Familiarity breeds – well, familiarity; that is, we can seemingly know something so well that our responses to it become dulled, even perfunctory. Nowhere is this truer than in our participation in the greatest act we can experience this side of Heaven: the Mass. Thus, a book on the liturgy that, read carefully, can deepen our understanding and love of this supreme Sacrament is to be welcomed.
A Devotional Journey into The Mass: How Mass can become a time of grace, nourishment and devotion, by Christopher Carstens (Sophia Institute Press) is such a book. I suspect many people attend weekly Mass as they would attend an opera; it is undoubtedly an important aesthetic ritual but nothing more. They may even concentrate rather harder on the opera. Yet as Dan Burke who runs the Avila Institute writes in the foreword, “The truth can change our lives”. It is this truth that Carstens hopes to share with readers. It is, it goes without saying, of a different order of revelation from that experienced by a late friend of mine who once told me, his eyes alight, that discovering Wagner had “completely transformed” his life.
The author takes us through every aspect of that weekly obligatory hour: how we should enter a church building; how to make the sign of the cross as we dip our finger in the holy water stoup; how to pray the opening prayer and listen to the Readings, and so on. At every stage he emphasises the importance of recollection and inner, prayerful silence. (I did think, when musing on chapter one, that our own parish church doors are somehow lacking the grandeur and nobility of the great west doors of Chartres cathedral, then had to remind myself that entering a humble parish church is meant to be a reverential rather than an aesthetic experience.)
At this point some people – traditionalists probably – will point out that the Latin Mass imbues a spirit of prayerful silence much more than the New Rite. Carstens, who is as far from offering a modern “happy clappy” liturgical experience as one could imagine, deliberately chooses not to enter the debate about which form of the Mass is “better” than the other. I think this is because he knows that the New Rite is the regular normal experience of almost all Catholics who still go to Mass, so it is this group, rather than a devout and liturgically highly-educated minority, that he wants to address.
By the same token he does not enter into the on-going controversy about the proper way to receive Holy Communion: whether kneeling and on the tongue or standing and in the hand. Personally I favour the eloquent appeal of Cardinal Robert Sarah in this area; that the former mode is the more reverential and thus to be preferred. But Carstens, not wanting his readers to be distracted by this controversy, sidesteps it in his chapter on “How to receive Communion to the Fullest.”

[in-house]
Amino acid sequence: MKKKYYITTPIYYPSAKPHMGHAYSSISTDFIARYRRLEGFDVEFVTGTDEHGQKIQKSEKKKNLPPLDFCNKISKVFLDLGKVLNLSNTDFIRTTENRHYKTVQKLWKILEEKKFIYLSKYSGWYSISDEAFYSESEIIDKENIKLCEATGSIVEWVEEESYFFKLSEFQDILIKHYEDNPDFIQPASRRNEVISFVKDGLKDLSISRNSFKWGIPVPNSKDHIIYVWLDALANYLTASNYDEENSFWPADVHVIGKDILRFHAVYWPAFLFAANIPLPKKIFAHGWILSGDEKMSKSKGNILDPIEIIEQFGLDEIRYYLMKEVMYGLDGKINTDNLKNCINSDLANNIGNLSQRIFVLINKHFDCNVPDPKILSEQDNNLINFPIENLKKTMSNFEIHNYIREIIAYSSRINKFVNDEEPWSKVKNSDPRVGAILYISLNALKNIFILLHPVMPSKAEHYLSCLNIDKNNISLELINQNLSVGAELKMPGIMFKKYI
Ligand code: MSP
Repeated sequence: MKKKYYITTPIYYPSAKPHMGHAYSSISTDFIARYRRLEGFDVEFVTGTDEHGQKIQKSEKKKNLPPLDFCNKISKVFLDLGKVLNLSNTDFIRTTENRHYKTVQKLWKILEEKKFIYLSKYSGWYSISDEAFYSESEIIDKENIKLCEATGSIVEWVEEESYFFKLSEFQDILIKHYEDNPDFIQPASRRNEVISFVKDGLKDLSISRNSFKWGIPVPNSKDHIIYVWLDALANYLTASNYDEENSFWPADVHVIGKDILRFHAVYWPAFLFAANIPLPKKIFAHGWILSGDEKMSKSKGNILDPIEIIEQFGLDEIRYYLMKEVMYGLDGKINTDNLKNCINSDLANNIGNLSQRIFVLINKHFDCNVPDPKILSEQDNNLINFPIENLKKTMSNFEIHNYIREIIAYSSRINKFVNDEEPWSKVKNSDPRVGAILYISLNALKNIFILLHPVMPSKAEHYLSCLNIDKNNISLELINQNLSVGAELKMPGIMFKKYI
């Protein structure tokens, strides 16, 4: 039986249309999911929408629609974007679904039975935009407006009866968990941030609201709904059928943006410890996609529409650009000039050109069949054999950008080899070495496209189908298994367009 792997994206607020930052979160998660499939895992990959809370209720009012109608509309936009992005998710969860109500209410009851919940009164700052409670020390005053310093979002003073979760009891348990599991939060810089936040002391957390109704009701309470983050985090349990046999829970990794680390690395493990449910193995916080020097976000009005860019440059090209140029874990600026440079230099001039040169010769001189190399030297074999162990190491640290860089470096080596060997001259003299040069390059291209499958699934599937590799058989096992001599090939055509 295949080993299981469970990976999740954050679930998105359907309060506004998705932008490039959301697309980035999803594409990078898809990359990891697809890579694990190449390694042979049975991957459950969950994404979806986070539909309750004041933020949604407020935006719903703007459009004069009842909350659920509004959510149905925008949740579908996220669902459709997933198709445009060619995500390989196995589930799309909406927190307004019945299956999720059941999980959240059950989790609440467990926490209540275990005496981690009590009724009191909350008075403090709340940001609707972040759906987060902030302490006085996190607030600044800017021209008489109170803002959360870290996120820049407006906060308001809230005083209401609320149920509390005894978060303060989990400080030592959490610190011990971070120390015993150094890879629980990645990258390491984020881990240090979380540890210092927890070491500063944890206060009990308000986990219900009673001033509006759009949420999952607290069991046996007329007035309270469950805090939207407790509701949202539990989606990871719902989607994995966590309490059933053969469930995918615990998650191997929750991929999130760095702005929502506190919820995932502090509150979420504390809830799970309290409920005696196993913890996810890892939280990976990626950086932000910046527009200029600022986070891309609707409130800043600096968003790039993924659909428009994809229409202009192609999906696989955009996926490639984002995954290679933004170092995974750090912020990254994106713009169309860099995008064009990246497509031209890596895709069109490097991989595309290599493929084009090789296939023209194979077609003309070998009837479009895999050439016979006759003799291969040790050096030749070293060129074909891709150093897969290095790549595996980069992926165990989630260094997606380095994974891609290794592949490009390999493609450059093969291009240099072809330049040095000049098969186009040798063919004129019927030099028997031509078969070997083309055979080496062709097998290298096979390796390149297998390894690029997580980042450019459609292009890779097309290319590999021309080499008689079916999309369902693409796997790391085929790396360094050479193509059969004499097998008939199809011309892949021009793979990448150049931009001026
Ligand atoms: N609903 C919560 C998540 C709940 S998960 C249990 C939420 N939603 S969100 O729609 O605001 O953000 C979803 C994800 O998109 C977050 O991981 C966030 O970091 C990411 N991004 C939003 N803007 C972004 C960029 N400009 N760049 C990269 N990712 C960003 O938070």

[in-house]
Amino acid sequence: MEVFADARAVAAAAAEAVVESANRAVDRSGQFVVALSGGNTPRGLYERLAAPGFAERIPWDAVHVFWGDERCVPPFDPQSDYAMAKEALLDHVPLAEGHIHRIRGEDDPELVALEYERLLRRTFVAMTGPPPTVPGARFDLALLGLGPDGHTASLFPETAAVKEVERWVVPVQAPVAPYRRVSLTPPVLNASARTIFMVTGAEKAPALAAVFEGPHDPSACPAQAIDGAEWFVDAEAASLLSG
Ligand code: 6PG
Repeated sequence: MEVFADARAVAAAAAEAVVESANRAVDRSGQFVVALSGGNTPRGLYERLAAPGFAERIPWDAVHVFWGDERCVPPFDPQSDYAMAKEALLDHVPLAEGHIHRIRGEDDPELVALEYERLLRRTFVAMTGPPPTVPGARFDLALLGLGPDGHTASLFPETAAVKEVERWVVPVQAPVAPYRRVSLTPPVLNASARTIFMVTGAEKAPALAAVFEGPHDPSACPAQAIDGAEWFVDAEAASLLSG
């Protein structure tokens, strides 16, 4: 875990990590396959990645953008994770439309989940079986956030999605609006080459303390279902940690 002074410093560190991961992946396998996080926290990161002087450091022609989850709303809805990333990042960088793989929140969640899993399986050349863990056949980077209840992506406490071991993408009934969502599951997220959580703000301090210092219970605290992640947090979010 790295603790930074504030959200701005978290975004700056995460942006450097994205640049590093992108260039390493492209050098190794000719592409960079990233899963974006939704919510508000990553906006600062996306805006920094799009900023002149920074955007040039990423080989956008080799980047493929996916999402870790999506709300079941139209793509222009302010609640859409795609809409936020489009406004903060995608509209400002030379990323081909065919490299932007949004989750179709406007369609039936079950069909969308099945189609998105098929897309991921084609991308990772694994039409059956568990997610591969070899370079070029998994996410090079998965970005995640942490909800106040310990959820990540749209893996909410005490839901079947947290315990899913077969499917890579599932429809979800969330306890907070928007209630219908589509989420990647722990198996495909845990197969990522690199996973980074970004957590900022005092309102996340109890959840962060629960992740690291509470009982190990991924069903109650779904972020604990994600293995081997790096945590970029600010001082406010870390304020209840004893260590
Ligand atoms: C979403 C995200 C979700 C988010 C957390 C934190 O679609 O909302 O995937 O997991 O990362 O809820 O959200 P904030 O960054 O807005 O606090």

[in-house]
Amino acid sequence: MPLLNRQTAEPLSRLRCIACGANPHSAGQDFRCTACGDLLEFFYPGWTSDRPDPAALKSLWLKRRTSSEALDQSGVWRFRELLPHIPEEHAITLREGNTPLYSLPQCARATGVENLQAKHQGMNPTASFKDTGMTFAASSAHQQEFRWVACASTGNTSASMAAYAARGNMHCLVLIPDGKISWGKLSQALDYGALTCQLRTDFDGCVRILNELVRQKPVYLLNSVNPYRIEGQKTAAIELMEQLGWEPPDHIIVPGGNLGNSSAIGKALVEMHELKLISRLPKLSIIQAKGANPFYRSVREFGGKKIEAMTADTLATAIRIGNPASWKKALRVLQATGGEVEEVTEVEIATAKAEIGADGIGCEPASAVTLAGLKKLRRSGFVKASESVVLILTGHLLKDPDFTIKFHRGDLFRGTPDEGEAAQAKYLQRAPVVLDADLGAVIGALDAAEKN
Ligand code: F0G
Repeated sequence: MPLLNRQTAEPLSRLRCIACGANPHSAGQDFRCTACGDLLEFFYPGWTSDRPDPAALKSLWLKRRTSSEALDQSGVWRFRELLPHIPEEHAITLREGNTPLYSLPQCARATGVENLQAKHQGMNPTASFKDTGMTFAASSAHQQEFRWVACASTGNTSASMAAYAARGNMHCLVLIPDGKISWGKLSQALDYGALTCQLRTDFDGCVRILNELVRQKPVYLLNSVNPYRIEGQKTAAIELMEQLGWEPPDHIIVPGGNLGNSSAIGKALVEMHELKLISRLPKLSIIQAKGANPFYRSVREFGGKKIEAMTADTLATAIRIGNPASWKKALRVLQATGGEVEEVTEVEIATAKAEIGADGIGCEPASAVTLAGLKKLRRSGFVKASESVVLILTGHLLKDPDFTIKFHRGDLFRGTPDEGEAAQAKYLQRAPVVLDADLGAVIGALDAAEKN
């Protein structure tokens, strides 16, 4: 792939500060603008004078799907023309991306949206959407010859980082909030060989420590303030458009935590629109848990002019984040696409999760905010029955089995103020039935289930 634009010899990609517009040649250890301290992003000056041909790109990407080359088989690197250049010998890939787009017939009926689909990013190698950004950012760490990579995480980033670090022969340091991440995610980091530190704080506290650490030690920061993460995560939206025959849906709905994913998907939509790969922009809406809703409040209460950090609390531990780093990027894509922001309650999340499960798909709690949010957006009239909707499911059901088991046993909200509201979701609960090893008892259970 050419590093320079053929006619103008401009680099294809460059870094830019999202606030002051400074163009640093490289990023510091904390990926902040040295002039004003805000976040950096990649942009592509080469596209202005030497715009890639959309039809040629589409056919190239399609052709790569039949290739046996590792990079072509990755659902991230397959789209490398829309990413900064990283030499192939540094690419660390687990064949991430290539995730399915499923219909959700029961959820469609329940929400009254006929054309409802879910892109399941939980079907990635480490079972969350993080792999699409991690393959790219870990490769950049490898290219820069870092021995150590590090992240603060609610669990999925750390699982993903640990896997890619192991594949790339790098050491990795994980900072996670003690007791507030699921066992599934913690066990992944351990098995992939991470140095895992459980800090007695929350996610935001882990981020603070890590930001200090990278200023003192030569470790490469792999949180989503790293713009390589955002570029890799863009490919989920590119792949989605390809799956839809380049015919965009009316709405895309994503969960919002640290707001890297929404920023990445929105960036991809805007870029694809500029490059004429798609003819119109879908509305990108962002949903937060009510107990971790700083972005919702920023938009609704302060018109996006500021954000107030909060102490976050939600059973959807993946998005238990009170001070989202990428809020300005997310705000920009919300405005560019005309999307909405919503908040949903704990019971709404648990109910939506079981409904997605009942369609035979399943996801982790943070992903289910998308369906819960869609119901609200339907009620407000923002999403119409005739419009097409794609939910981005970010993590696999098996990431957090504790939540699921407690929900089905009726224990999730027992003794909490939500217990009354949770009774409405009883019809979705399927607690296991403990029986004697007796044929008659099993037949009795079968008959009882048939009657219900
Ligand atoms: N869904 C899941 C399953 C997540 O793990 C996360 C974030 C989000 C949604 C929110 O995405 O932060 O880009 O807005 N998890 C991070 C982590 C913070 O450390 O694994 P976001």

One of the recommendations Carstens makes which I fear I have not put into practice (though I have often intended to) is to go over the Readings for the following Sunday in advance during the week, so as to become deeply familiar with them. And on that phrase which is so often misinterpreted, i.e. “active participation”, he reminds us that what St Pius X meant by it (before it was taken up by Vatican II) was our conscious and active self-oblation in the supreme sacrifice being enacted on the altar. It does not mean bustling about in the church on self-appointed tasks.
Carstens also makes the obvious point, in case we forget it, that humility is essential for the proper reception of Holy Communion, commenting that “the centurion’s story ought to be a model for our Eucharistic preparation.”
As I occasionally remark on the books that I blog about, there is so much more in the text that I have not space to raise here. I will end with Carstens’ reflection on the “dismissal”, the “Ite missa est.” He reminds us, “The time spent in Jesus’ presence energises us to meet and address the needs of a disfigured, discordant and distressing world amid the spiritual warfare for souls.” What is at stake when we leave the church is not the requirement to prepare Sunday lunch but our obligation to share this supernatural feast, our faith, with others.
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